Why Slide Boarding Is the Lockdown Workout We Still Swear By

How one rec hockey player turned to this home exercise out of necessity and then found a real way to boost power and balance

September 19, 2022 6:30 am
woman on slide board
Why you should try slide boarding
Courtesy of Freddy Johnson

As an avid adult rec hockey player, I was probably destined to discover slide boarding. I actually picked up the exercise during the COVID lockdown as a way to try to maintain my game while the country was cooped up, but over time it became my go-to exercise for all-around fitness. Two years on, I still find slide boarding a compelling, effective and convenient way to stay in shape.

What is Slide Boarding and Why It Works

In essence, the slide board is a slippery piece of plastic from eight to 10 feet long and roughly two feet wide with full-width guardrails (or bumpers) at either end to stop your sliding progress. You treat the surface with polish so that it’s extra slick, and put slippers over your athletic shoes. That’s it. It’s dead simple. Like any exercise, you can sign up to work with a professional trainer, or get started by accessing the wealth of free workout videos available on YouTube.

For most exercises, you are approximating a skating motion, moving from side to side. For non-skaters, this may require a bit of getting used to, but it’s not difficult to master the basics. The lateral motion is critical, but it’s only the beginning. The board can be utilized in numerous positions to exercise different muscle groups. You’re most often working your legs (hamstrings and quads), hips and glutes while in the gliding position. By executing pikes, body saws and mountain climbers on the slippery surface with your arms off the board, you can also get a very good core workout.

One of the great benefits of the slide board is that it allows for a workout of the frontal (or coronal) plane. In lay terms, that’s lateral motion. 

“When you train too much in one plane that can lead to muscle fatigue and injury in some way, shape, or form,” says Freddy Johnson, a longtime slide board user who’s trained hundreds of athletes on boards. “It can also create an imbalance in the power you can exert from different areas of your body, and thus compromise underworked areas.”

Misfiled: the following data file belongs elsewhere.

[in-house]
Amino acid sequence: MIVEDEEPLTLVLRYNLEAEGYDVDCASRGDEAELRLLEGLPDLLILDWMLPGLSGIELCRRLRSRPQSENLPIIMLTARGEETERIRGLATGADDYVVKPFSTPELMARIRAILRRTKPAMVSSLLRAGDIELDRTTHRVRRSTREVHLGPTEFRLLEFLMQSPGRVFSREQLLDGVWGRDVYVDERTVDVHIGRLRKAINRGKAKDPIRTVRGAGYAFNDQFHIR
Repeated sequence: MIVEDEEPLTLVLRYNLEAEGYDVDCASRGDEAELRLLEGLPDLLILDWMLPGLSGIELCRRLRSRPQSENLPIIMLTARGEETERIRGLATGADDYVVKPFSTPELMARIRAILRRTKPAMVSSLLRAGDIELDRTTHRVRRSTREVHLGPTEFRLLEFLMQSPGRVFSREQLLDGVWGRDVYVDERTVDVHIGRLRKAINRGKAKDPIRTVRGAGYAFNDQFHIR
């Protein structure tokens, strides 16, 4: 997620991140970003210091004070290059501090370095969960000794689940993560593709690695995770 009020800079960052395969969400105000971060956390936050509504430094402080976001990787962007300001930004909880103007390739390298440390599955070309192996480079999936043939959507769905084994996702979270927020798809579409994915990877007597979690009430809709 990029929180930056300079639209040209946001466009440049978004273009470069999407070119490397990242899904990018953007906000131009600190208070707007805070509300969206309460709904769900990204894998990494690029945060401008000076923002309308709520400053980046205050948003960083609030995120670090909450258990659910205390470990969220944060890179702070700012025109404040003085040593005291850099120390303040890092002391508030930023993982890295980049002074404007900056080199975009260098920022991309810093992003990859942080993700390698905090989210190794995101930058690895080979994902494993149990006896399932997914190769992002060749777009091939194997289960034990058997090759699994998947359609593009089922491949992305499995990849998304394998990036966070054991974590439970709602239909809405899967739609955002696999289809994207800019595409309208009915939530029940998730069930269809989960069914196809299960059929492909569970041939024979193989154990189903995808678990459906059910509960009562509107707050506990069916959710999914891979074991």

Johnson finds the slide board is great for having a well-rounded exercise regimen, and it’s also good for stabilizer muscles. 

What It’s Like

While not precisely the same motion as skating, I find the movements translate fairly well to the ice. (It’s important to continue working forward motion, though, and not rely on lateral movement too much.) More importantly, slide boarding also happens to be a fantastic all-around workout. It’s low-impact and impressively versatile. What I like about it is that the exercises help my balance as well as power. Personally, I notice improvements in cardiovascular performance, better core strength, and noticeably quicker lateral movements — for instance, when quickly shifting direction to get to a ball on the tennis court.

For my purposes, I focus on a 25-minute interval training regimen that alternates sliding with reverse lunges and the aforementioned mountain climbers, pikes, and body saws. It’s fun to do, and easy to increase the intensity by increasing reps or speed of the activities. You can also add a light kettlebell when you want more of a challenge. As with any exercise, it’s smart to start slow, get to know the equipment, and ease into incremental progress. You need to pay special attention on a slide board because the surface is very slick and it’s possible to wipe out if you lose focus. (Yes, I know this from experience.) It’s also a good idea to talk to your physician and/or trainer to ensure you’re ready for the level of exercise and to make sure you get off to the right start.

When it comes to exercise, I’ve cycled, rowed and lifted free weights. I can tell you there are muscle groups I didn’t even know existed until I tried sliding.

The Icing on the Cake

In addition to the benefits noted above, I’ve also found that slide boarding is just fun. As on any stationary exercise machine, it can become mundane being in one place for long stretches of time. But once you get into the groove on your board, the time flies. Because you need to focus on what you’re doing at all times to stay in balance, your mind is always active, which increases engagement in the exercise. Whenever I’ve tried to build a routine on a stationary bike, I find myself reluctant to hop on because, well, it’s pretty boring. With the slide board, while I’m not going to say procrastination doesn’t rear its head, I look forward to the workout in ways I hadn’t expected. And one other thing: when you’re done, you can simply stow the board by leaning it on a wall or slide it under your bed. You can’t do that with a Peloton. And anything that lowers the barrier to a workout increases the chances I’m going to succeed. And that’s something I never underestimate.   

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